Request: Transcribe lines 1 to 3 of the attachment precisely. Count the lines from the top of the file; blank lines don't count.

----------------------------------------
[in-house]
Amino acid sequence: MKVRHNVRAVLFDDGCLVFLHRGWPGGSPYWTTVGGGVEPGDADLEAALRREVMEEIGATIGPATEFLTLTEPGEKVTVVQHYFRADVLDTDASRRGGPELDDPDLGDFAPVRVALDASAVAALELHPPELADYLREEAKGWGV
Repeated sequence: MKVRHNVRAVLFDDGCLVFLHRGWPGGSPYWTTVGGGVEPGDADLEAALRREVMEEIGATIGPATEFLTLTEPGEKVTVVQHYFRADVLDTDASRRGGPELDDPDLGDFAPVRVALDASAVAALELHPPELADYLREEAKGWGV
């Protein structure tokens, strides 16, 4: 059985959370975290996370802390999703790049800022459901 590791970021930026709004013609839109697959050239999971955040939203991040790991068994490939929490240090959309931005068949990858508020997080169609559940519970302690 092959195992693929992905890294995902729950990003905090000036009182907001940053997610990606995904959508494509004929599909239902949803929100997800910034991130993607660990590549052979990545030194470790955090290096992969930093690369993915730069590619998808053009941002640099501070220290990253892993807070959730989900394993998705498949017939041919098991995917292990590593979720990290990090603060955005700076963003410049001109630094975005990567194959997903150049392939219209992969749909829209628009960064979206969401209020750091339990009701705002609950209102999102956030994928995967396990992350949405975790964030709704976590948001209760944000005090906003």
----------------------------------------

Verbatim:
[in-house]
Amino acid sequence: MKVRHNVRAVLFDDGCLVFLHRGWPGGSPYWTTVGGGVEPGDADLEAALRREVMEEIGATIGPATEFLTLTEPGEKVTVVQHYFRADVLDTDASRRGGPELDDPDLGDFAPVRVALDASAVAALELHPPELADYLREEAKGWGV
Repeated sequence: MKVRHNVRAVLFDDGCLVFLHRGWPGGSPYWTTVGGGVEPGDADLEAALRREVMEEIGATIGPATEFLTLTEPGEKVTVVQHYFRADVLDTDASRRGGPELDDPDLGDFAPVRVALDASAVAALELHPPELADYLREEAKGWGV